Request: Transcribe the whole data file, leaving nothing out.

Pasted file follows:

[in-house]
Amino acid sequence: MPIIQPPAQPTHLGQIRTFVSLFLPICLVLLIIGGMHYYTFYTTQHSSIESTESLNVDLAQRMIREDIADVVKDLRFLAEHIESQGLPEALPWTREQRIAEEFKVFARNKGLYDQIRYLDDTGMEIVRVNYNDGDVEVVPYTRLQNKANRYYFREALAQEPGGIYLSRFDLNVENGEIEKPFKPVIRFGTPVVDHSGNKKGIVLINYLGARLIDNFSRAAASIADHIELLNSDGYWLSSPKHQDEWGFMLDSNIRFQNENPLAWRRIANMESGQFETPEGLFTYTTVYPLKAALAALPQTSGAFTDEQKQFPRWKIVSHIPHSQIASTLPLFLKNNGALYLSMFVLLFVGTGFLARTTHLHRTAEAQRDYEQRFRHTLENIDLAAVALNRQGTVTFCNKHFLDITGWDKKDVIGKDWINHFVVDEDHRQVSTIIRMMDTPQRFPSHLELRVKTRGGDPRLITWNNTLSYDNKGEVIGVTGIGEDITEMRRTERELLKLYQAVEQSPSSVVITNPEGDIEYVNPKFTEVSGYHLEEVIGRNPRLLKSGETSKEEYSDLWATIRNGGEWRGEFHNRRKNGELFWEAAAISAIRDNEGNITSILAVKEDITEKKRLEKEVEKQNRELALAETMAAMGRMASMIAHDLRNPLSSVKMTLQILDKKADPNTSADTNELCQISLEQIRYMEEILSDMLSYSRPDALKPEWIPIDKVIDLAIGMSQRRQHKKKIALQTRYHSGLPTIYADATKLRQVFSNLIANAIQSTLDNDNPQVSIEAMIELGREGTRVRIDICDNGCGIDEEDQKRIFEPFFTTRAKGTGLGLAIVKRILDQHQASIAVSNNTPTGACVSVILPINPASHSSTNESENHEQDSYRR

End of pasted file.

[in-house]
Amino acid sequence: MPIIQPPAQPTHLGQIRTFVSLFLPICLVLLIIGGMHYYTFYTTQHSSIESTESLNVDLAQRMIREDIADVVKDLRFLAEHIESQGLPEALPWTREQRIAEEFKVFARNKGLYDQIRYLDDTGMEIVRVNYNDGDVEVVPYTRLQNKANRYYFREALAQEPGGIYLSRFDLNVENGEIEKPFKPVIRFGTPVVDHSGNKKGIVLINYLGARLIDNFSRAAASIADHIELLNSDGYWLSSPKHQDEWGFMLDSNIRFQNENPLAWRRIANMESGQFETPEGLFTYTTVYPLKAALAALPQTSGAFTDEQKQFPRWKIVSHIPHSQIASTLPLFLKNNGALYLSMFVLLFVGTGFLARTTHLHRTAEAQRDYEQRFRHTLENIDLAAVALNRQGTVTFCNKHFLDITGWDKKDVIGKDWINHFVVDEDHRQVSTIIRMMDTPQRFPSHLELRVKTRGGDPRLITWNNTLSYDNKGEVIGVTGIGEDITEMRRTERELLKLYQAVEQSPSSVVITNPEGDIEYVNPKFTEVSGYHLEEVIGRNPRLLKSGETSKEEYSDLWATIRNGGEWRGEFHNRRKNGELFWEAAAISAIRDNEGNITSILAVKEDITEKKRLEKEVEKQNRELALAETMAAMGRMASMIAHDLRNPLSSVKMTLQILDKKADPNTSADTNELCQISLEQIRYMEEILSDMLSYSRPDALKPEWIPIDKVIDLAIGMSQRRQHKKKIALQTRYHSGLPTIYADATKLRQVFSNLIANAIQSTLDNDNPQVSIEAMIELGREGTRVRIDICDNGCGIDEEDQKRIFEPFFTTRAKGTGLGLAIVKRILDQHQASIAVSNNTPTGACVSVILPINPASHSSTNESENHEQDSYRR